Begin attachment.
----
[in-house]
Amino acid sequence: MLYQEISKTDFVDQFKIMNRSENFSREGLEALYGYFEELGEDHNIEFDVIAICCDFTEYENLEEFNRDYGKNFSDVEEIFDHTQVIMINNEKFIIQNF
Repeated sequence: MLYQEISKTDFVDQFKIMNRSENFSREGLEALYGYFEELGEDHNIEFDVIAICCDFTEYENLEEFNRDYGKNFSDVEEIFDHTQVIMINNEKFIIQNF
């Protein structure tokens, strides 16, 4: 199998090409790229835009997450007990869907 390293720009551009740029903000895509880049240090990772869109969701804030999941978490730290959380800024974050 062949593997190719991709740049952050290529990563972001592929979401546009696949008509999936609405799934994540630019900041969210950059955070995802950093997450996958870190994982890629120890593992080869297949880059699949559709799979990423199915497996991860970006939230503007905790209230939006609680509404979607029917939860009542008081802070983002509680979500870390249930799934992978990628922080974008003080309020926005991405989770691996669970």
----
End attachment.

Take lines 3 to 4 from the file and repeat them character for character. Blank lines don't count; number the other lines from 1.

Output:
Repeated sequence: MLYQEISKTDFVDQFKIMNRSENFSREGLEALYGYFEELGEDHNIEFDVIAICCDFTEYENLEEFNRDYGKNFSDVEEIFDHTQVIMINNEKFIIQNF
């Protein structure tokens, strides 16, 4: 199998090409790229835009997450007990869907 390293720009551009740029903000895509880049240090990772869109969701804030999941978490730290959380800024974050 062949593997190719991709740049952050290529990563972001592929979401546009696949008509999936609405799934994540630019900041969210950059955070995802950093997450996958870190994982890629120890593992080869297949880059699949559709799979990423199915497996991860970006939230503007905790209230939006609680509404979607029917939860009542008081802070983002509680979500870390249930799934992978990628922080974008003080309020926005991405989770691996669970």